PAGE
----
Monday, December 22, 2014

Eco-Friendly Gift Wrap Ideas

One thing that I used to always put off in my holiday preparation was wrapping presents. In the past I was no award-winning gift wrapper.  I had jagged cutting edges, I used lots of extra tape, and the corners that I had folded always looked a bit puffy. So a few years ago, when I started going green, I was eager to swap good ol' fashioned wrapping paper for some greener and easier to wrap alternatives for wrapping my Christmas presents.

Now although the holidays are a fun and special time, they can also be pretty taxing on the environment in how there is a massive surge in trash (gift wrap, boxes, packaging etc.). So my biggest advice in going green during the holidays is to find ways to reduce your trash by switching from disposable wrapping products to reusable ones. Below you can find a few of my tried and true favorites, as well as some new ones I'm excited to try out this year.

Let's get this green party started...

What eco-friendly wrapping looks like on Christmas morning (from a few
years back).

As you can see from  under my Christmas tree a few years back the name of the game is cloth. Cloth provides a great option for wrapping presents that is easy, quick, and that can be reused for years... no paper needed and no trash accumulated.

Check out a video version of the eco-friendly ways I wrap my presents:

No time for the video, here's a breakdown of the different ways I wrap presents...

Eco-Friendly Wrapping Idea #1: Holiday Fabric So on my first attempt of having a "Green Christmas," I went to the craft store like JoAnn's and got several yards of holiday fabric. I then cut it into various shapes (rectangles and squares mainly) to account for the various sizes of presents and then I "wrapped them by folding or gathering the fabric together. Granted, these presents look a little "rough" since I don't own a sewing machine to finish the edges off, but when kids are opening the presents, they don't really mind!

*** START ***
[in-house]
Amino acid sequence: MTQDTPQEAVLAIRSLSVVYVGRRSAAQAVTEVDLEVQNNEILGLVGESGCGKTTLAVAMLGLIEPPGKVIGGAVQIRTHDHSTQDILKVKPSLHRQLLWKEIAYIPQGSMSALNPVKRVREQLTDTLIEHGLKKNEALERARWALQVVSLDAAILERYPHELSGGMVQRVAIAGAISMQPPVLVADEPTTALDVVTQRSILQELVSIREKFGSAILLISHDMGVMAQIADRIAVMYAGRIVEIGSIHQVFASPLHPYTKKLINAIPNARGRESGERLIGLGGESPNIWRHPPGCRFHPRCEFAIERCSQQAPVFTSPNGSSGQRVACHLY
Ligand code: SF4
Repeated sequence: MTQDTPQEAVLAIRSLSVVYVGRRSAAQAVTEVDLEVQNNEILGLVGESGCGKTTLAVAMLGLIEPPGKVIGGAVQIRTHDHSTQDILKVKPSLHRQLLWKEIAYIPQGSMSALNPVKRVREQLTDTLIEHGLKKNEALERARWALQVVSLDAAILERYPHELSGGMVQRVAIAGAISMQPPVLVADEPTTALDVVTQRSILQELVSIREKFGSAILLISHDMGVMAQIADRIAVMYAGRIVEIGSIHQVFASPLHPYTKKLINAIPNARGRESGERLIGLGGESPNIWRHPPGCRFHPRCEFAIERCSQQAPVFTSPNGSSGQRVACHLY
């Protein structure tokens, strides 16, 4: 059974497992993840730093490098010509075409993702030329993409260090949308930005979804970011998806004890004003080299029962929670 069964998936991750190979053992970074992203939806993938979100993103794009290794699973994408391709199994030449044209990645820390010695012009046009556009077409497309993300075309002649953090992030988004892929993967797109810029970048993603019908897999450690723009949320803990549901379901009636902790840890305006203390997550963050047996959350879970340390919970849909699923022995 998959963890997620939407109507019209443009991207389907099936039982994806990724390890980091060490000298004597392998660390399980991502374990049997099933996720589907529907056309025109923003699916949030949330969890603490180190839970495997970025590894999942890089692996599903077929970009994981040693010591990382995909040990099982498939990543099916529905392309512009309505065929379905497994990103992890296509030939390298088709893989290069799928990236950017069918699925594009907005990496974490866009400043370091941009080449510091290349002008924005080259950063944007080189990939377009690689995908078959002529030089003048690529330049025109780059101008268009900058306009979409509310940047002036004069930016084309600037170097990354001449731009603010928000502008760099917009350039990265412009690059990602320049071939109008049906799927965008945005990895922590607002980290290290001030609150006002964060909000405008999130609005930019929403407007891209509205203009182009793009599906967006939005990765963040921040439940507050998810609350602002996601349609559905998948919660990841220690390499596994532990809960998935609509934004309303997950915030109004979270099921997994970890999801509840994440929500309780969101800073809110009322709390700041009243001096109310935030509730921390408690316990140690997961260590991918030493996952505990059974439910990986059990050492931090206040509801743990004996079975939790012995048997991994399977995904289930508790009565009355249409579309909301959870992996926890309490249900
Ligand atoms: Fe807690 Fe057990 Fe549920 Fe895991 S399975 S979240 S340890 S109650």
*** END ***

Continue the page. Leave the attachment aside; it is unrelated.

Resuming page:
Since this fabric-wrapping method is a little different than traditional wrapping paper, the wrapping techniques change a bit. I tried making them look nice and professional, but that was kind of pointless, so I "winged it" and just made it work, the result is some unique shaped presents that although won't be winning any awards for cuteness, work just fine for wrapping presents. 

Here's one technique where I fold it over and tie it...

1. Lay the fabric out flat (I bet you can guess who those Frozen toys are for!)

2. Fold over one side of the fabric.

3. Followed by the other side and start to pull the ends together.

4. Bring the ends together at the top and tie them in a knot.

5. I cut skinny strips of an alternating fabric to act as ribbon.
*This step is key, because a lot of the wrapping techniques will
rely on something else to hold them in place,
this is where these
little strips come in handy. Here I tie it at the top of the knot to
hold it in place. Nice ribbon would also work great too.

Another technique I show in the video is called "The Ponytail"
where I lay the fabric out flat, and start to pull all the edges up to
the top like a ponytail. I then use that alternating strip of fabric
to tie it all together like a hair tie. See the green present above.
The possibilities are endless when it comes to using these cloth fabric to wrap presents, so experiment and see what techniques work for you.

Eco-Friendly Gift Wrap Idea #2: Fabric Gift Bags After a year of using my homemade cloth wrapping options, I wanted something that looked a little nicer for when the gift wasn't just for my immediate family who didn't mind my crafty-looking green wrap. That's when I took to Etsy and found these awesome holiday gift bags. 

Fabric Gift Bags
They were made out of fabric, have a drawstring top (talk about easy wrapping!), they have a little jingle bell attached, and they come in four different sizes to fit everything from a small present to a large one. I use a set like this one, of four for $22 from the Etsy seller: BlueAgaveStudio "Reusable Holiday Gift Bags". Some may say that's pretty expensive for just four bags, but since these are nicely sewn (unlike my fabric squares above) they will last for years to come, I know mine have and for me that's worth the investment initially. 

When it comes to wrapping them, it's simple, place the present inside the bag, close the drawstring shut and place it under the tree!

Eco-Friendly Gift Wrap Idea #3: Gift Bags  While not the greenest of ideas, gift bags do have the potential to be reused for several years if they are in good shape. I keep a collection of holiday gift bags I've received from others and then each Christmas I get them out and use them to wrap my holiday presents.

Traditional Gift Bags